Human rights & case of ethnic Azerbaijanis in Iran discussed at Economic Forum [PHOTOS]
On 7 September 2023, Topchubashov Center hosted a panel at the 32nd Economic Forum in Karpacz, Poland, Azernews reports, citing the Forum.
The panel entitled "Human Rights Situation in Iran: The Case of Ethnic Azerbaijanis" gathered several experts from all over the world.
In his opening speech, Director of Topchubashov Center Rusif Huseynov, who was moderating the event, explained that the discrimination against Azerbaijanis in Iran is usually an understudied and under-discussed topic, despite their size as the biggest ethnic minority (15-30 million people, according to different estimates) and this panel was to pave way for more discussion in this direction.
In his turn, Ramin Jabbarli, a researcher at the University of Washington (Seattle, United States), explained how the discriminatory attitude of different governments in Iran toward the South Azerbaijanis had been conducted over the decades: the Persianization policy, change of toponyms, lack of education in mother tongue, and economic discrimination.
Turkan Bozkurt, a researcher at the University of Toronto (Canada), focused on the gender aspects of ethnic group rights in Iran, whose theocracy is known for “gender apartheid” and “misogynistic politics”. In this context, ethnic Azerbaijani women in Iran not only face discrimination based on their gender but also their ethnicity. Ms. Bozkurt referred to her human rights reports, which collected extensive data on the females arrested, tortured, and murdered during the months-long Mahsa Amini protests and mentioned influential Azerbaijani women such as Hadis Najafi and Elnaz Rekabi, who had become the icons of those protests.
Joseph Epstein, Legislative Fellow, Endowment for Middle East Truth (EMET) (Washington, DC, United States) who had lately penned a Newsweek article about the gradual disappearance of Lake Urmia, once one of the biggest saltwater lakes, explained why this ecological catastrophe was important to discuss. According to him, the situation around the aforementioned water basin is not only an environmental issue but it might have bigger implications: political, economic, and demographic. If the water level in the lake, which is located in an Azerbaijani-populated province, continues to shrink at this pace, it may cause the second-biggest displacement of population in history.
While discussing the lack of interest in the South Azerbaijan cause in the United States, Mr. Epstein suggested the Azerbaijani diaspora become more organized to be able to influence American political circles.
The last panelist Dr. Hay Eytan Cohen Yanarocak, a researcher at Moshe Dayan Center for Middle Eastern and African Studies at Tel Aviv University (Tel-Aviv, Israel) focused more on the geopolitical weight of the South Azerbaijan issue in the Middle Eastern and Caucasus context. According to him, this topic is among the factors that shape Tehran's foreign policy in the direct neighborhood, including an assertive and sometimes unfriendly attitude toward its northern neighbor Republic of Azerbaijan, as well as its geopolitical alignments, such as the partnership with Armenia, again built against Azerbaijan.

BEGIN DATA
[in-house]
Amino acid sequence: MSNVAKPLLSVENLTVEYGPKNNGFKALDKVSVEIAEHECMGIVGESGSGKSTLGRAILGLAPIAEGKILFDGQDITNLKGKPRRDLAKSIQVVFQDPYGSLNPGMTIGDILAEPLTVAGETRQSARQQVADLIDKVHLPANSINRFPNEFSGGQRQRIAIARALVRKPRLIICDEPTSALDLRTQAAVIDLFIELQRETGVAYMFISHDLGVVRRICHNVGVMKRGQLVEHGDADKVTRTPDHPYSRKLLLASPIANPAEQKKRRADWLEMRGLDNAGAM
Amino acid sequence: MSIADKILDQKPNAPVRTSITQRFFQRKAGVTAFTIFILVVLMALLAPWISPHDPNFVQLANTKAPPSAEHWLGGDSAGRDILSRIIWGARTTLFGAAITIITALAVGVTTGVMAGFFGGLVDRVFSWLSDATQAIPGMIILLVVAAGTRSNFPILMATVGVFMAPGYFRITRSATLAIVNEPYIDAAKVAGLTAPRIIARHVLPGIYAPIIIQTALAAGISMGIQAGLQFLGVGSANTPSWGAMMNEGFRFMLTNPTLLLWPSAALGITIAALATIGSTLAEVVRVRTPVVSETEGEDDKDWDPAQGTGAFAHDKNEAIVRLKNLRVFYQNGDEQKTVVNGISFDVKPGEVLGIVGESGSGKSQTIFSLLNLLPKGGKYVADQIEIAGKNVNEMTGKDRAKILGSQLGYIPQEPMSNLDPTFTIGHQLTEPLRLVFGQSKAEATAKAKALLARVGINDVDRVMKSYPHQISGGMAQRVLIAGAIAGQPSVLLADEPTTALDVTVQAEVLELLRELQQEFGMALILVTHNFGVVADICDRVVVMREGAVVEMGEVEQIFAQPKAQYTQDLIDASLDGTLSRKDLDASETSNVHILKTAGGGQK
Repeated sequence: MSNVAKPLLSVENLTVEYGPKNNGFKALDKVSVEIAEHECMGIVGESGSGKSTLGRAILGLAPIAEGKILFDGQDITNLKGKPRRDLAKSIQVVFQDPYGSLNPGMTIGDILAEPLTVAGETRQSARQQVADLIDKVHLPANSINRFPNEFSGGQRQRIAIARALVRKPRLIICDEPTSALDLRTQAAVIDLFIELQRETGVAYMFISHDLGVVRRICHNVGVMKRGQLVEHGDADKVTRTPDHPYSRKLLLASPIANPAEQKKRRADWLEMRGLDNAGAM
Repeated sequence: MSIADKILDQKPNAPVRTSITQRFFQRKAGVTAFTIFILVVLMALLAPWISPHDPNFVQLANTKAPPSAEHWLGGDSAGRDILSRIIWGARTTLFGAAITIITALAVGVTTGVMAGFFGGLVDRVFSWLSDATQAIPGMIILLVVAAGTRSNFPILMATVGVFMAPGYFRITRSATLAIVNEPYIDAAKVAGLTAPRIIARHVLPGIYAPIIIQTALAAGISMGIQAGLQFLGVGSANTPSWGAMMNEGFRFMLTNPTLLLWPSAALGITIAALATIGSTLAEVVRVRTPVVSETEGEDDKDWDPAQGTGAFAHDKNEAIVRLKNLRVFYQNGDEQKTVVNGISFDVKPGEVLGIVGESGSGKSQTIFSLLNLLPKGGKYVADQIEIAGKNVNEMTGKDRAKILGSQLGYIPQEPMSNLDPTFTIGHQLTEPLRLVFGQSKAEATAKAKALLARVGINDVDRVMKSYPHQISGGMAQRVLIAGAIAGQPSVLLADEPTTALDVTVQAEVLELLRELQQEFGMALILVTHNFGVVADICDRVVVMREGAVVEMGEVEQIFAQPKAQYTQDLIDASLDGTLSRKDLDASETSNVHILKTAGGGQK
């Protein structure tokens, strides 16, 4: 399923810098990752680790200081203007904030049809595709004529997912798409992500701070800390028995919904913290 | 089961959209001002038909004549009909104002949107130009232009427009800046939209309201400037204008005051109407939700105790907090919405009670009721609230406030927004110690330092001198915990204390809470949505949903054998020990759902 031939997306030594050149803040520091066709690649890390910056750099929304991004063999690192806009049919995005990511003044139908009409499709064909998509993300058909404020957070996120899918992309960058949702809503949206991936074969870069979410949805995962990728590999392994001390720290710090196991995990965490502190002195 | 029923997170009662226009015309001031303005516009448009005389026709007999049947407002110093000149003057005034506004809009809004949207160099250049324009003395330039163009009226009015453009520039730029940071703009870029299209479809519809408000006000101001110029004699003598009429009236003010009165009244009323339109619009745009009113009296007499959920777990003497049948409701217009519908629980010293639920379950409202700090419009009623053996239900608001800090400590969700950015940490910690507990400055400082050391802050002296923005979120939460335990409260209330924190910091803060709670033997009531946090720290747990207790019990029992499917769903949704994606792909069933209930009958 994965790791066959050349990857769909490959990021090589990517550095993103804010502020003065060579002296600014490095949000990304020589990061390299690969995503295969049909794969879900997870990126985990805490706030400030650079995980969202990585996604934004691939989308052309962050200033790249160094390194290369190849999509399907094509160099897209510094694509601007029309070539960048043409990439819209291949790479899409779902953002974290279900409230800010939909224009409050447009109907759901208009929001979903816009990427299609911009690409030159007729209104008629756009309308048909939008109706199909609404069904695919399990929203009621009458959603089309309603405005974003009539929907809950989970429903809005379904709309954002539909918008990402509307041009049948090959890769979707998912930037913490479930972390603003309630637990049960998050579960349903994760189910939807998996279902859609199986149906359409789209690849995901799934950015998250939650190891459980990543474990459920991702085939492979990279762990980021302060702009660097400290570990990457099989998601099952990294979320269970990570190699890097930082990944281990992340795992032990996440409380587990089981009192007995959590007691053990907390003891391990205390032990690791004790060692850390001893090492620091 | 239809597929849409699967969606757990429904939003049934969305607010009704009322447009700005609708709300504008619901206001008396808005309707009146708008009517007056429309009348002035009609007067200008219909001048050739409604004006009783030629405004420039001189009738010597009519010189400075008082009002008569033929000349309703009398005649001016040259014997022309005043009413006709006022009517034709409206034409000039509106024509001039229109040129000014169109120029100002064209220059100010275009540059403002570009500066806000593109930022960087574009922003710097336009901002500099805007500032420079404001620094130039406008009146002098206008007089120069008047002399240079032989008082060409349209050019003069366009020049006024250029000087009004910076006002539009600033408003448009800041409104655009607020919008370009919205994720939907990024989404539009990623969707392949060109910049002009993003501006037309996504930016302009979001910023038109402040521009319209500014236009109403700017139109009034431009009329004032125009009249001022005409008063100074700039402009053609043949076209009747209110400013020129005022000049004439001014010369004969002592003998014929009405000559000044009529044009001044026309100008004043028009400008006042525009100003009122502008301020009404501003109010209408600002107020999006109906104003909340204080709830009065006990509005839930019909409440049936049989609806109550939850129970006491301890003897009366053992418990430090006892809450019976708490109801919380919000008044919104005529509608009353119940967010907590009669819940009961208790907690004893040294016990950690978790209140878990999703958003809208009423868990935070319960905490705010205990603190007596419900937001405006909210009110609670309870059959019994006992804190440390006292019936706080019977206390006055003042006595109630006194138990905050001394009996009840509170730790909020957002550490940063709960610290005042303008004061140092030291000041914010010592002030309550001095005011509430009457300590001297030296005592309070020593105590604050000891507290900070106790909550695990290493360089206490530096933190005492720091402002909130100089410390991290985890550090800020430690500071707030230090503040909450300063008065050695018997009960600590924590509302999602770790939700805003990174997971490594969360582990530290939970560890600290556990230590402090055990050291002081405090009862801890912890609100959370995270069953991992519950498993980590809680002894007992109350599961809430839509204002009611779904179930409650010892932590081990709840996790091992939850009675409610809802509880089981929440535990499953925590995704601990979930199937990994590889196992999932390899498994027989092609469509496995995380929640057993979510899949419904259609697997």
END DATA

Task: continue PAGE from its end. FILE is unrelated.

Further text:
The panel concluded with a discussion of the lack of interest in the South Azerbaijan cause in the United States, and how the Azerbaijani diaspora could become more organized to be able to influence American political circles.
The 32nd Economic Forum, held in Karpacz, Poland, is a traditional forum for thousands of experts. This year's theme is ‘New Values for the Old Continent – Europe on the Threshold of Change‘. The region of Lower Silesia, where the forum is held, is located about 300 km from Warsaw, Berlin, or Prague and is perfectly connected. It is a land of diversity, with amazing mountains, mysterious undergrounds, the Piast Castles Trail, the Land of Extinct Volcanoes, Milicz Ponds, and the Lower Silesian Beer and Wine Trail.
The Economic Forum is also known for awarding prizes for the Man of the Year, the Company of the Year, and the Non-governmental Organization of the Year. Over the years, many prominent persons in European politics and economy have been honored with the title of the Economic Forum Man of the Year.
The panel at the 32nd Economic Forum in Karpacz provided an important platform for discussing the discrimination against Azerbaijanis in Iran and its impact on Iran's foreign policy. The panelists discussed the domestic ethnic tensions and the regime`s discriminatory policies against the ethnic groups, most of all the Azerbaijanis, amid the Mahsa Amini protests and Tehran's assertive foreign policy. The discussion also highlighted the need for the Azerbaijani diaspora to become more organized to be able to influence American political circles.
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